Dallas goes from bike share bare to bike share battle

DALLAS -- Owning a bike can be great!

You can ride it to clear your mind, take it off some sweet jumps, or just hang out with your friends.

Sometimes, though, owning a bike goes bad. It can break or get stolen and you're out of some hard earned cash.

Well, there's a bike for that!

"I scan a QR code, then I hit 'Start Trip' on the app, and the bike just unlocks. Now it's my bike at a dollar every 30 minutes."

Euwyn Poon and his company Spin didn't invent bike sharing, but they and a handful of other companies are revolutionizing it. We've seen bike sharing around the world in the past 10-15 years, but those original systems have fatal flaws. Not only are they expensive to install and maintain, they have a docking system forcing the rider to be at a certain place at a certain time.

"You have to go return it to another station, and it kind of brought back bad memories of the Blockbuster days," Poon laughed. "Didn't we move on to Netflix? Didn't we get over this?"

Yep, these new systems have no dock. You grab it wherever you find it, and you leave it wherever your ride ends. Easy as that.

And guess what?

There's a bike share battle brewing in Big D!

VBikes (a Garland company) and Spin already have their silver/yellow and orange/white bikes around the city, and the neon green and yellow of Lime Bike is coming later this week.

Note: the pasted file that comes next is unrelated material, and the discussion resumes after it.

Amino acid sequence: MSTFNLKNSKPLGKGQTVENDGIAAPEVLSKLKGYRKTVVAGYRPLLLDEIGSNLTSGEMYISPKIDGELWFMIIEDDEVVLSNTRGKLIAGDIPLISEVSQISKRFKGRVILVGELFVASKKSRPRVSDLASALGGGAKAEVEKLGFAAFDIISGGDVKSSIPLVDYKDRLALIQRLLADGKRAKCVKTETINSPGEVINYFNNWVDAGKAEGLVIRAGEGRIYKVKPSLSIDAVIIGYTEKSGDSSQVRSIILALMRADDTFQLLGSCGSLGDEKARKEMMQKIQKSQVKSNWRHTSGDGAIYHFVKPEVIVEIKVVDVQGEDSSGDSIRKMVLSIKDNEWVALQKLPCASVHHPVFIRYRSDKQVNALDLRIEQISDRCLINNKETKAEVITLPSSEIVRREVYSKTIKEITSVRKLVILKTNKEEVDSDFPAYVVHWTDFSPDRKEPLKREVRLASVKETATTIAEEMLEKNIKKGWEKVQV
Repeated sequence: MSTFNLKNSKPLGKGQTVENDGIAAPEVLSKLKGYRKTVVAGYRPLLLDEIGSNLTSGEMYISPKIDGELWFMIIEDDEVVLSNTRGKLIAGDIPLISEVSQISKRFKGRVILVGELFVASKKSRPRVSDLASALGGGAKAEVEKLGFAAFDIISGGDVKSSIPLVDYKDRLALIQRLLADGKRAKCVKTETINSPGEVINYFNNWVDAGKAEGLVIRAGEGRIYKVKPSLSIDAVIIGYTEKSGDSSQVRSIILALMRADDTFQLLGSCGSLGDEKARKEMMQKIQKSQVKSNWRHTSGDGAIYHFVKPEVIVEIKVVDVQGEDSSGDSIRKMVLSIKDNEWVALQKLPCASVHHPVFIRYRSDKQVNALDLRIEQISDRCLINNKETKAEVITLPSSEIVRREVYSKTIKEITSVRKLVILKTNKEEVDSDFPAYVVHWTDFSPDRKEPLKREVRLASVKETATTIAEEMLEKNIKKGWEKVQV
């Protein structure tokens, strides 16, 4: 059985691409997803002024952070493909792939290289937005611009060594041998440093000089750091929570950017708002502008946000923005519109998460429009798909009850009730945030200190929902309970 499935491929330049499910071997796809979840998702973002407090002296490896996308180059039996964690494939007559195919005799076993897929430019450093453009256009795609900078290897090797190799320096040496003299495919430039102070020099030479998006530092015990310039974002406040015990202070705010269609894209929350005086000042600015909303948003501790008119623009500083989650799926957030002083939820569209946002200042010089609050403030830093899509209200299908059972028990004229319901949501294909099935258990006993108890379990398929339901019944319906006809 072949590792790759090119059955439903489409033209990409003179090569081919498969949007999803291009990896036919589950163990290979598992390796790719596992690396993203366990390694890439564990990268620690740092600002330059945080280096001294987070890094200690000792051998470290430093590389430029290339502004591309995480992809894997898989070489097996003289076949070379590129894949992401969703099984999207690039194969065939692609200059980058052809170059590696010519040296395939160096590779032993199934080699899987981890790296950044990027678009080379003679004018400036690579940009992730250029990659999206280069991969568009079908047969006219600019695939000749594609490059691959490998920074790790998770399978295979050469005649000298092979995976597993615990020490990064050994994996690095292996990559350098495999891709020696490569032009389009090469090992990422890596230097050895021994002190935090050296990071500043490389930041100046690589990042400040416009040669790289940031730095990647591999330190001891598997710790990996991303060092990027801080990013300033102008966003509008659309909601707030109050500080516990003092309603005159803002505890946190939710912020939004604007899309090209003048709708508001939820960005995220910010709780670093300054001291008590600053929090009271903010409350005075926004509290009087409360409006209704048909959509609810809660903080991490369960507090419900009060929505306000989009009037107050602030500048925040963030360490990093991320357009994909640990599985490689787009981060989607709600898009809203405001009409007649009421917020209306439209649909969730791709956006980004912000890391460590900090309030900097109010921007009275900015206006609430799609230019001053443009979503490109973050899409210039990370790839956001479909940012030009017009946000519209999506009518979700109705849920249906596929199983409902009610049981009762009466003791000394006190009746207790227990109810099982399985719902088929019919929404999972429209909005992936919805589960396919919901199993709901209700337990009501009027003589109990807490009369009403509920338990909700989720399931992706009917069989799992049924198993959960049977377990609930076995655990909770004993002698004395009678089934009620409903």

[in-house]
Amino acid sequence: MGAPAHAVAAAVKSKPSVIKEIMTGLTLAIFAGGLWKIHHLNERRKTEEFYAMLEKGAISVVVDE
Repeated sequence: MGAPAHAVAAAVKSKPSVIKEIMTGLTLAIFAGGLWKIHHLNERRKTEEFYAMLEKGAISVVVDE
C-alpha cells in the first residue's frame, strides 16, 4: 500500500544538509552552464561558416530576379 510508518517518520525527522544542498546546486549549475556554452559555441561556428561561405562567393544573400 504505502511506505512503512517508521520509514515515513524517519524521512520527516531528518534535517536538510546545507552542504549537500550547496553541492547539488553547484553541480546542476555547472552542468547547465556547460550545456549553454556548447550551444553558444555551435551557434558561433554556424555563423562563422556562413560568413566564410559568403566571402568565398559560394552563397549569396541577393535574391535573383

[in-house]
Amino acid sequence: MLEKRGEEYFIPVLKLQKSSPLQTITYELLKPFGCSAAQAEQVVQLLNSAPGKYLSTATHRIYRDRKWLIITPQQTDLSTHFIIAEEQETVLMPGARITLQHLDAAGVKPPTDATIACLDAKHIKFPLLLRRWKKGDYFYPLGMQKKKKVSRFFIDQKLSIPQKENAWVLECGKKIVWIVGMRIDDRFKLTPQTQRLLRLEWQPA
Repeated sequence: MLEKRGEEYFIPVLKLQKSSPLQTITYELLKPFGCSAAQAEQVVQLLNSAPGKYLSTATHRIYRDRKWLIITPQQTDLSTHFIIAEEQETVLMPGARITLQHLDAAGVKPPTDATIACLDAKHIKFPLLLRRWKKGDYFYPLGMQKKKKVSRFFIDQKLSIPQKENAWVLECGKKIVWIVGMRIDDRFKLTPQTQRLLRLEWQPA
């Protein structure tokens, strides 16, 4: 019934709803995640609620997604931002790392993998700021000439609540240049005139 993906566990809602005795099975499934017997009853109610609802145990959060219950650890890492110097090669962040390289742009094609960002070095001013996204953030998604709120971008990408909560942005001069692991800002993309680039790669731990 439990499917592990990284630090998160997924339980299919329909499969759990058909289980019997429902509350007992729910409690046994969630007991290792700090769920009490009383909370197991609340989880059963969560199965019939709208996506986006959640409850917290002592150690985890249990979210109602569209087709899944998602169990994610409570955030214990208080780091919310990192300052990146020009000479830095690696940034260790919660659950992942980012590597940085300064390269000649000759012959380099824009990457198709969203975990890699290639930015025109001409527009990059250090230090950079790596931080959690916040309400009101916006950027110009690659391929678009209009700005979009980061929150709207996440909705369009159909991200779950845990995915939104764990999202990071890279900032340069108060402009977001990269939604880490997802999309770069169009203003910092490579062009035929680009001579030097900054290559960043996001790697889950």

The thing is, Lime Bike says they're the only ones who asked the City of Dallas ahead of time!

"The reason we've been successful and the most successful in the space is because we take that proactive approach in working with cities where we're operating," said Lime Bike Vice President of Strategic Development Andrew Savage.

Poon didn't specify when Spin talked to the city, but he did say they're in frequent contact to make the product work in Dallas. VBikes didn't respond for comment.

Also, Spin and Lime Bike said their lock systems track GPS data they'll share with the city to show the most frequent routes or most dangerous routes, hopefully leading us to a safer and more accessible bike city.

Either way, cyclists in the city win.

"We're pretty excited about just seeing who can win over the users and provide a better product experience," Poon said.

Green, orange, or yellow? The choice is yours, Dallas!